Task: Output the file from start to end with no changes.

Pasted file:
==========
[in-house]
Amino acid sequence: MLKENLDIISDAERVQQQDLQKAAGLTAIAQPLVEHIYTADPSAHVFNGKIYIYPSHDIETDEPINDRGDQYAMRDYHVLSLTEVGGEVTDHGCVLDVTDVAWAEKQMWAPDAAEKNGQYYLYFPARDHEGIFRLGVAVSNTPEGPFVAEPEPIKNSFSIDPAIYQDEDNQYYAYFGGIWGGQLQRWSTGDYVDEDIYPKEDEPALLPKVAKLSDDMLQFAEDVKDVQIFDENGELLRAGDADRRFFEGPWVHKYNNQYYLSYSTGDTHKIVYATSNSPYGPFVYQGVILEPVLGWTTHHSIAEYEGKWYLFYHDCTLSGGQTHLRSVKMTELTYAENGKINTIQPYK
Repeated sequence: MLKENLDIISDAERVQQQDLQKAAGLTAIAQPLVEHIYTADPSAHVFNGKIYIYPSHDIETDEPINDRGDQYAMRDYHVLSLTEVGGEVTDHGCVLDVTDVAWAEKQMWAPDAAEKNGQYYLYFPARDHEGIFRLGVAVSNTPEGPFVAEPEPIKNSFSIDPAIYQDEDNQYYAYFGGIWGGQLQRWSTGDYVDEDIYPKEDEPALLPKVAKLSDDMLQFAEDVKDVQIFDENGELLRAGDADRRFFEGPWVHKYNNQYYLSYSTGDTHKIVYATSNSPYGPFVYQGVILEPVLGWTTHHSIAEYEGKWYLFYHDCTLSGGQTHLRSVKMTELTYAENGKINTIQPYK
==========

[in-house]
Amino acid sequence: MLKENLDIISDAERVQQQDLQKAAGLTAIAQPLVEHIYTADPSAHVFNGKIYIYPSHDIETDEPINDRGDQYAMRDYHVLSLTEVGGEVTDHGCVLDVTDVAWAEKQMWAPDAAEKNGQYYLYFPARDHEGIFRLGVAVSNTPEGPFVAEPEPIKNSFSIDPAIYQDEDNQYYAYFGGIWGGQLQRWSTGDYVDEDIYPKEDEPALLPKVAKLSDDMLQFAEDVKDVQIFDENGELLRAGDADRRFFEGPWVHKYNNQYYLSYSTGDTHKIVYATSNSPYGPFVYQGVILEPVLGWTTHHSIAEYEGKWYLFYHDCTLSGGQTHLRSVKMTELTYAENGKINTIQPYK
Repeated sequence: MLKENLDIISDAERVQQQDLQKAAGLTAIAQPLVEHIYTADPSAHVFNGKIYIYPSHDIETDEPINDRGDQYAMRDYHVLSLTEVGGEVTDHGCVLDVTDVAWAEKQMWAPDAAEKNGQYYLYFPARDHEGIFRLGVAVSNTPEGPFVAEPEPIKNSFSIDPAIYQDEDNQYYAYFGGIWGGQLQRWSTGDYVDEDIYPKEDEPALLPKVAKLSDDMLQFAEDVKDVQIFDENGELLRAGDADRRFFEGPWVHKYNNQYYLSYSTGDTHKIVYATSNSPYGPFVYQGVILEPVLGWTTHHSIAEYEGKWYLFYHDCTLSGGQTHLRSVKMTELTYAENGKINTIQPYK